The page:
Robertson later claimed in court documents that she had never had access to the exchange’s processes or user funds. According to her, only Cotten had access to private keys.
The death certificate issued in Halifax is dated December 12, 2018. But the cause of death is not indicated. The Fortis Escorts private hospital in Jaipur confirmed that Cotten was treated with septic shock as a result of a complication of Crohn’s disease and died after repeated heart failure at 19:26, December 9.
This official account spawned many doubts among the users of the exchange, given that a few months earlier a senior manager of Fortis Escorts was caught in financial fraud, and Cotten’s name was indicated in the Indian certificate with an error.
It was also strange that the hospital returned the body to the Oberoi Hotel and refused to take it back. The embalming was eventually carried out at a local medical college, while Robertson announced the death of the founder of QuadrigaCX a whole month later, in mid-January.
Following the money
In February 2019, QuadrigaCX petitioned the court to temporarily protect it from lawsuits so that it could take its time and figure out whether it had any money left and whether it could somehow access it. The court granted the request and gave the exchange a month. Ernst and Young were invited to audit QuadrigaCX.
The losses were estimated at $137 million in cryptocurrency equivalent and $50 million in fiat, which for various reasons was held by third parties.
During the initial audit it turned out that in early February, while sorting out the accounts, QuadrigaCX mistakenly transferred 103 BTC to a cold wallet, which no one had access to. Ernst and Young managed to establish control over 52 BTC, 0.014 BSV, 33 BCH, 2,000 BTG, 800 LTC, and 960 ETH. The company also received some of Cotten’s personal belongings, including four laptops, four mobile phones, and three encrypted USB keys.
It was also revealed that in the period from December 2 to December 8, on the eve of Cotten’s death, 9,000 ETH was transferred from the hot wallets of QuadrigaCX to several exchanges. Elementus analyst firm claimed in February that QuadrigaCX never had any cold wallets for Ethereum at all. Elementus concluded that at least 268,000 ETH was moved from QuadrigaCX to ShapeShift.
In March Ernst and Young representatives announced that they were unable to locate 26,350 BTC ($230.5 million as of January 15, 2020) on cold wallets. The auditor determined that from 2016 to 2019, 9,450 BTC, 387,738 ETH, and 239,000 LTC were transferred from QuadrigaCX to other exchanges, but did not take into account another transaction at 21,501 BTC.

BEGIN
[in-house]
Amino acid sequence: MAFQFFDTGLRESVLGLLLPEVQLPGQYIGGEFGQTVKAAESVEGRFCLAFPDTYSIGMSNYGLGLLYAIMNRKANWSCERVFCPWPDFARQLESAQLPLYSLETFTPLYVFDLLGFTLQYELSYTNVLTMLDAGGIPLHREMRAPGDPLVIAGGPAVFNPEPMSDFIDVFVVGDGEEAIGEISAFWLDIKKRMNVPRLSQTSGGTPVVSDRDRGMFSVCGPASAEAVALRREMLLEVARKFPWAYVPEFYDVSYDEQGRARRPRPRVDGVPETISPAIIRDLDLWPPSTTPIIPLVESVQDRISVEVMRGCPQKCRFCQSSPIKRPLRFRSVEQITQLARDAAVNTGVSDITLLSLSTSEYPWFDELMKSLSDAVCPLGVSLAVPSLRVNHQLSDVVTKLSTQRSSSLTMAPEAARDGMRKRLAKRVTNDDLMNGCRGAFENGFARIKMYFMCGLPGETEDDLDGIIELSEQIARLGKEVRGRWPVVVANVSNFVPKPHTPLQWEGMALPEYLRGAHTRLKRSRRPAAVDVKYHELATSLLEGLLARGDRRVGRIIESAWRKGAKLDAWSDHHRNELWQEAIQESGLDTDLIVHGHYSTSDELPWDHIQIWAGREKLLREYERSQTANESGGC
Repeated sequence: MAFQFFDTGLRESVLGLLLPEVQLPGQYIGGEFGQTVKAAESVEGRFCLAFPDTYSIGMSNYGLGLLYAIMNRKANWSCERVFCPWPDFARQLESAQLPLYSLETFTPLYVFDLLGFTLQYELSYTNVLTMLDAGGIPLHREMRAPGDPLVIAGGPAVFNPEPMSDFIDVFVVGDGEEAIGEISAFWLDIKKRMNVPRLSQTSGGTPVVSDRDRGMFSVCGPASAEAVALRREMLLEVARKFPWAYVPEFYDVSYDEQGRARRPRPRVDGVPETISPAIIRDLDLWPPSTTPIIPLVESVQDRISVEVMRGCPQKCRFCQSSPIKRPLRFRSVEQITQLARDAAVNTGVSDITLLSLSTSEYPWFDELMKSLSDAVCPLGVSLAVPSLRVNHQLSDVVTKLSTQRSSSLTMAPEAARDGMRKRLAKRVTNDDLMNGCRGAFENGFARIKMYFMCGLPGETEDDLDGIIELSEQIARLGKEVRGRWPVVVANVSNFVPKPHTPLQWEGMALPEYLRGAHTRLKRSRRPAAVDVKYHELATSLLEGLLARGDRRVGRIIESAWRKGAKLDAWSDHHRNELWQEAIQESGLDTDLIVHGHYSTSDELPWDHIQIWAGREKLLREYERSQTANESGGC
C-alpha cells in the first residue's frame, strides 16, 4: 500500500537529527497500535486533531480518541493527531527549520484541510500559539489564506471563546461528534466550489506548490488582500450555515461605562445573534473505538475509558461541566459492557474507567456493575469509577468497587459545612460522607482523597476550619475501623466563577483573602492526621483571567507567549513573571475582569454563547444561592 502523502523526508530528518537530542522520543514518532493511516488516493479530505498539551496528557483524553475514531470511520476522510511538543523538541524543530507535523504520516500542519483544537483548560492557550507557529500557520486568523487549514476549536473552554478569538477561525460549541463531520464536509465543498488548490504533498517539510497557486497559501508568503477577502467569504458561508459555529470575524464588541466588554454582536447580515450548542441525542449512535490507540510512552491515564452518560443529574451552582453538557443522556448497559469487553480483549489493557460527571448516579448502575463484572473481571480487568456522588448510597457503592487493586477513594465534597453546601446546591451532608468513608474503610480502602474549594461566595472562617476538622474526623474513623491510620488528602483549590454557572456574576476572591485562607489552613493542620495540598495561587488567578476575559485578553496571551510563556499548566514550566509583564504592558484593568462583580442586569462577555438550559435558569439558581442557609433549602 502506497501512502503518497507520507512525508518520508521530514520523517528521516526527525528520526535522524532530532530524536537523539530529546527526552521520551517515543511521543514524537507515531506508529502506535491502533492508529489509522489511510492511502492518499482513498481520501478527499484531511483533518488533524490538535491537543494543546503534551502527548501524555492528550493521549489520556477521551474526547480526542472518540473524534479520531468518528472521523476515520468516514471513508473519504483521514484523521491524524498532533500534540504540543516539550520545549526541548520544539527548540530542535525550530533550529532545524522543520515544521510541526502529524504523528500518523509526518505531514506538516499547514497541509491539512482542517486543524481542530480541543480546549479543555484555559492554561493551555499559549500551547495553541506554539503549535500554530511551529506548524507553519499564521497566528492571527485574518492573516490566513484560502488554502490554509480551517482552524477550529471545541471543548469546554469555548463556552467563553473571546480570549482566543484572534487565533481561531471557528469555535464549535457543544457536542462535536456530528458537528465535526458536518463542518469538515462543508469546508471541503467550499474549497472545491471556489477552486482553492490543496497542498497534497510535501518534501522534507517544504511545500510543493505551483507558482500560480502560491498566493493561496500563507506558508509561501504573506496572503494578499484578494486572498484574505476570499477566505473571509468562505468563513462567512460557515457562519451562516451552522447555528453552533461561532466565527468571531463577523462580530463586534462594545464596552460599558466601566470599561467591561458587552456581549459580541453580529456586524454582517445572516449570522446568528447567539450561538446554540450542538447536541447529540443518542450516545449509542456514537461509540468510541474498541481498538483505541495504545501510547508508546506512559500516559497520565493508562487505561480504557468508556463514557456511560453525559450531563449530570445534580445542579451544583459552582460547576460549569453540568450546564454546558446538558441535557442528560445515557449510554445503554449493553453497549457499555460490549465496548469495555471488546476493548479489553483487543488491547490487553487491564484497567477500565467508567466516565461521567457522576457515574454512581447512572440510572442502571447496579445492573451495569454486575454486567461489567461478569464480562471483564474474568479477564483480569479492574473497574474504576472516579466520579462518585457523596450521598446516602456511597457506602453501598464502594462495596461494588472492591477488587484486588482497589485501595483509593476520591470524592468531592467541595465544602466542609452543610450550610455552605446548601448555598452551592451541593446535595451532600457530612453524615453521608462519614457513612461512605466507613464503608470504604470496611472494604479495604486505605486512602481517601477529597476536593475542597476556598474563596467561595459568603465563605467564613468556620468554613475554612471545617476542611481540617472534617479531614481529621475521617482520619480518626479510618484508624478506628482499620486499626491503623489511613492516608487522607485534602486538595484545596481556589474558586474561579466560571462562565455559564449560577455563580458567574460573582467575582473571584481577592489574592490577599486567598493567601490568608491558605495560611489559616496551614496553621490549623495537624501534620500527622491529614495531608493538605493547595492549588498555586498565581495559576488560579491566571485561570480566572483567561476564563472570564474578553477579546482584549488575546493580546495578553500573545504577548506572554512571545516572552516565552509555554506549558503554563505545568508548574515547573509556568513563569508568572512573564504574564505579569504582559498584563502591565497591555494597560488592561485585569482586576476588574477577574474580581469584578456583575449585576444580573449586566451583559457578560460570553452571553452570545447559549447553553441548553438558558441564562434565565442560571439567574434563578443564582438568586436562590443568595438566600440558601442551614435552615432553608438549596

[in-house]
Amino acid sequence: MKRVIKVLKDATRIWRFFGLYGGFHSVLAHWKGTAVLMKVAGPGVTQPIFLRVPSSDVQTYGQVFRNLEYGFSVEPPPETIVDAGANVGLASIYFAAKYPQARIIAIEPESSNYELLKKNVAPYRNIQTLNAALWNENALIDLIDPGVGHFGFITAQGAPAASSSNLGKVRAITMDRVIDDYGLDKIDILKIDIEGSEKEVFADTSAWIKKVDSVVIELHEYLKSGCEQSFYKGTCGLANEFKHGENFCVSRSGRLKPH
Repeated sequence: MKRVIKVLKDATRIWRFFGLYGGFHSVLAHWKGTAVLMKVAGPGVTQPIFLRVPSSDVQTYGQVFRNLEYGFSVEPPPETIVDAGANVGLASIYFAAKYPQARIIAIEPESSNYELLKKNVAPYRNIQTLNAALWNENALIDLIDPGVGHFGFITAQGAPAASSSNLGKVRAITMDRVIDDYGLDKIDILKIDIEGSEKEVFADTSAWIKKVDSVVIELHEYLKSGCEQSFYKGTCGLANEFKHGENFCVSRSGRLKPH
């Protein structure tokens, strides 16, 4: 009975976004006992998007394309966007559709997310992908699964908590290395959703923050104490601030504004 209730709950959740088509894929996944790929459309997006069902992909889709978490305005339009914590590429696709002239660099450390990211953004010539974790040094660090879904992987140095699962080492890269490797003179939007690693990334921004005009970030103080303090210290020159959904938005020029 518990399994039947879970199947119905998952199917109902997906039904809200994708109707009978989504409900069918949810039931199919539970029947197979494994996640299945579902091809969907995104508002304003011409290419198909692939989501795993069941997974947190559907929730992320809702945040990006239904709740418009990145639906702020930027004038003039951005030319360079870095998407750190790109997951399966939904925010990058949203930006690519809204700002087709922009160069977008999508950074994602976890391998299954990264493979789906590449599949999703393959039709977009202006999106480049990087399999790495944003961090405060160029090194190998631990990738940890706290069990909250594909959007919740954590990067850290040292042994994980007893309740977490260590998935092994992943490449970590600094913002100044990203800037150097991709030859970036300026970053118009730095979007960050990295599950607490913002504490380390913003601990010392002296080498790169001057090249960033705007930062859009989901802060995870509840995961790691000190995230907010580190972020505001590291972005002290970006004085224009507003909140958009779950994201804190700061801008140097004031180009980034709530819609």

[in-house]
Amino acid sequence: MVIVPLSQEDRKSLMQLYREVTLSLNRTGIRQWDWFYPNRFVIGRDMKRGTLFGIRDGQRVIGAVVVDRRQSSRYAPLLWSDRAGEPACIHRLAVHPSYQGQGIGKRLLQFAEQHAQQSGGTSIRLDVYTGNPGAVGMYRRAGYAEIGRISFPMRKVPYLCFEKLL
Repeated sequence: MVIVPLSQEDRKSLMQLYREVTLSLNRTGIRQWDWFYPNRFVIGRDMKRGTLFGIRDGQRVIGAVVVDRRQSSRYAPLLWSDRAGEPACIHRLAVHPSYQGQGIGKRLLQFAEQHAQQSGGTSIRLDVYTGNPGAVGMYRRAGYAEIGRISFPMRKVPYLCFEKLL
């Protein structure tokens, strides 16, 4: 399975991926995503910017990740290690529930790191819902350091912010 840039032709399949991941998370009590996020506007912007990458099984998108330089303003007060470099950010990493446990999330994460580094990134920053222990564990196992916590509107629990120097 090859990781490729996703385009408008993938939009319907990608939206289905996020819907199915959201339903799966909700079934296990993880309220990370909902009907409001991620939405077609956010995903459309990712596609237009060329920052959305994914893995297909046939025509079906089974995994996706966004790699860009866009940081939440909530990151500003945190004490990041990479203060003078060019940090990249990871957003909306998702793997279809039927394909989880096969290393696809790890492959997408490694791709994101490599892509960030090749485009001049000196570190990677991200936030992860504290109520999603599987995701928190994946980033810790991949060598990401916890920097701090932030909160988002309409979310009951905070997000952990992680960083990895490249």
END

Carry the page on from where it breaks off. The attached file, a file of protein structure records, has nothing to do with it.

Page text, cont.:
Coinbase CEO Brian Armstrong suggested that QuadrigaCX could have had liquidity problems long before Cotten’s death and that management could have used user funds in risky trading deals to make the ends meet. This assumption was confirmed in June by Ernst and Young specialists: Cotten withdrew client assets to personal accounts on other exchanges, where he sold them or opened marginal positions for low-liquid coins like Dogecoin, which often led to a complete squandering of funds.
According to some, Michael Patryn, who allegedly made transactions on BitMEX worth millions of dollars, was especially fond of margin trading.
So magic internet detectives found this. Uhhhhh
— I am Nomad (@IamNomad) March 7, 2019
As the bankruptcy proceedings started, Ernst and Young were appointed QuadrigaCX’s trustee. The company had a hard time reconstructing the chain of events since Cotten managed the exchange himself, did not file tax returns, accepted cash deposits and carried out customer withdrawals manually without any systematic accounting.
In October, Jennifer Robertson agreed to transfer her own assets of $9 million, including real estate, to Ernst and Young, to cover user losses. She was left with a relatively small amount of cash, a car, and some jewelry.
Adding up the scraps by April QuadrigaCX had 29 million Canadian dollars which didn’t even approach the amount of lost user funds.
Dead Man’s Chest
Given Gerald Cotten’s past, it was not surprising that the very fact of his death was called into question. Neither was it surprising that users trusted a third party with their money and subsequently lost it. Each exit scam and each hacker attack only confirms that your assets that are stored on the exchange are in actuality assets of the exchange.
No one noticed Cotten opening insane positions on Dogecoin. He knew that users do not closely follow exchange wallets and they do not care about the third party’s accountability until it is too late. Regardless of whether Cotten is alive or dead, the chaos surrounding QuadrigaCX should once again remind the community that each one of us is personally responsible for his or her money.
The longer Bitcoin exists the more “dead men’s chests” will litter the muddy waters. Unfortunately, Cotten’s “chest” took to the bottom of the digital ocean the Bitcoins of tens of thousands of people and we will likely never see them ever again.
Written by Nick Schteringard